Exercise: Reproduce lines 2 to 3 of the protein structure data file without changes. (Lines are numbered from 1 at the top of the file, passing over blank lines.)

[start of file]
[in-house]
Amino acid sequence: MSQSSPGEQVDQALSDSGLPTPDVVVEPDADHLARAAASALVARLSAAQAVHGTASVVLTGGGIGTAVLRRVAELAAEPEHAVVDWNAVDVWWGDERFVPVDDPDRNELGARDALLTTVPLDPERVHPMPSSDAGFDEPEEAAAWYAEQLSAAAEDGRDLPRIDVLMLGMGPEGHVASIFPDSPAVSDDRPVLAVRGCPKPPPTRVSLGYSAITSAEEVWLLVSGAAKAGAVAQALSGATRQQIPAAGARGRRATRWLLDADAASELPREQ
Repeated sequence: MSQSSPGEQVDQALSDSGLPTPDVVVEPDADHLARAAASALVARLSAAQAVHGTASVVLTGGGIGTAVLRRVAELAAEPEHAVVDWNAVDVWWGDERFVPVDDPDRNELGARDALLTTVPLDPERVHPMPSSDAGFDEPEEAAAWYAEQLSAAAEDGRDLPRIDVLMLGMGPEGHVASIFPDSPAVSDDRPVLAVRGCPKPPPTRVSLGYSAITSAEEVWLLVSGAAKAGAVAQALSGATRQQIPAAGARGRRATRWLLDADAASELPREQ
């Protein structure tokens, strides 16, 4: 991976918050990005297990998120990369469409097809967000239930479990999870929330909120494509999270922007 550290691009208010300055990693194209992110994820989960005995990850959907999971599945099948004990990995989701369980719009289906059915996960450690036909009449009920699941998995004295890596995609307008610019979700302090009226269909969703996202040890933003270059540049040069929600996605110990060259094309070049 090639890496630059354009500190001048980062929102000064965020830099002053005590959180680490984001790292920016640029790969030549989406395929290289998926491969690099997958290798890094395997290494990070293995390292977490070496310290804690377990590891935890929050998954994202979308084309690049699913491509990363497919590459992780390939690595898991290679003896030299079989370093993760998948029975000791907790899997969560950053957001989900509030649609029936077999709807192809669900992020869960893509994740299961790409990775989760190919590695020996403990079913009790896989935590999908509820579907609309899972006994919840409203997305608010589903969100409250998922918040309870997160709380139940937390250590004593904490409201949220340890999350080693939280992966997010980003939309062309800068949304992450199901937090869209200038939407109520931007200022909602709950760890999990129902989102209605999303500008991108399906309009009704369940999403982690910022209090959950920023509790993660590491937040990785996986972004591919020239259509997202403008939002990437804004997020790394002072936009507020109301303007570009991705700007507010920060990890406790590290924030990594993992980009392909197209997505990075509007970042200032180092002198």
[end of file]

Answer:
Amino acid sequence: MSQSSPGEQVDQALSDSGLPTPDVVVEPDADHLARAAASALVARLSAAQAVHGTASVVLTGGGIGTAVLRRVAELAAEPEHAVVDWNAVDVWWGDERFVPVDDPDRNELGARDALLTTVPLDPERVHPMPSSDAGFDEPEEAAAWYAEQLSAAAEDGRDLPRIDVLMLGMGPEGHVASIFPDSPAVSDDRPVLAVRGCPKPPPTRVSLGYSAITSAEEVWLLVSGAAKAGAVAQALSGATRQQIPAAGARGRRATRWLLDADAASELPREQ
Repeated sequence: MSQSSPGEQVDQALSDSGLPTPDVVVEPDADHLARAAASALVARLSAAQAVHGTASVVLTGGGIGTAVLRRVAELAAEPEHAVVDWNAVDVWWGDERFVPVDDPDRNELGARDALLTTVPLDPERVHPMPSSDAGFDEPEEAAAWYAEQLSAAAEDGRDLPRIDVLMLGMGPEGHVASIFPDSPAVSDDRPVLAVRGCPKPPPTRVSLGYSAITSAEEVWLLVSGAAKAGAVAQALSGATRQQIPAAGARGRRATRWLLDADAASELPREQ